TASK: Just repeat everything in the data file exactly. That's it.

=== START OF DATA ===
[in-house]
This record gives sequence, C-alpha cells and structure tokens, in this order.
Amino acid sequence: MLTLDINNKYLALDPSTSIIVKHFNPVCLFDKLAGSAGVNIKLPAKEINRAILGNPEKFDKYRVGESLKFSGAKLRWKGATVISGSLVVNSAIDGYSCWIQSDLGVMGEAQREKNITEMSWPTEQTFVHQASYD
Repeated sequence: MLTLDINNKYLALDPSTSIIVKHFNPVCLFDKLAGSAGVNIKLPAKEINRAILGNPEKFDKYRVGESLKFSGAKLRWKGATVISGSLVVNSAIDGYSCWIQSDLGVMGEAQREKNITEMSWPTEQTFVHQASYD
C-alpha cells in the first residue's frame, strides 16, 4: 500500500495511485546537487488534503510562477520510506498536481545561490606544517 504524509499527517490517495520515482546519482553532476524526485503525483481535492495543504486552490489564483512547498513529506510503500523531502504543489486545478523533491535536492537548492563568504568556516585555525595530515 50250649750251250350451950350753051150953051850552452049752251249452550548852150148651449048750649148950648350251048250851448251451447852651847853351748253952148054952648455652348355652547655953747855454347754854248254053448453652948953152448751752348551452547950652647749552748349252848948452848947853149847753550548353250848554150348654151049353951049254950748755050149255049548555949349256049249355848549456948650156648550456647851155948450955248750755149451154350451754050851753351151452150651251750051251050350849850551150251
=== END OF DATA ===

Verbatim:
[in-house]
This record gives sequence, C-alpha cells and structure tokens, in this order.
Amino acid sequence: MLTLDINNKYLALDPSTSIIVKHFNPVCLFDKLAGSAGVNIKLPAKEINRAILGNPEKFDKYRVGESLKFSGAKLRWKGATVISGSLVVNSAIDGYSCWIQSDLGVMGEAQREKNITEMSWPTEQTFVHQASYD
Repeated sequence: MLTLDINNKYLALDPSTSIIVKHFNPVCLFDKLAGSAGVNIKLPAKEINRAILGNPEKFDKYRVGESLKFSGAKLRWKGATVISGSLVVNSAIDGYSCWIQSDLGVMGEAQREKNITEMSWPTEQTFVHQASYD
C-alpha cells in the first residue's frame, strides 16, 4: 500500500495511485546537487488534503510562477520510506498536481545561490606544517 504524509499527517490517495520515482546519482553532476524526485503525483481535492495543504486552490489564483512547498513529506510503500523531502504543489486545478523533491535536492537548492563568504568556516585555525595530515 50250649750251250350451950350753051150953051850552452049752251249452550548852150148651449048750649148950648350251048250851448251451447852651847853351748253952148054952648455652348355652547655953747855454347754854248254053448453652948953152448751752348551452547950652647749552748349252848948452848947853149847753550548353250848554150348654151049353951049254950748755050149255049548555949349256049249355848549456948650156648550456647851155948450955248750755149451154350451754050851753351151452150651251750051251050350849850551150251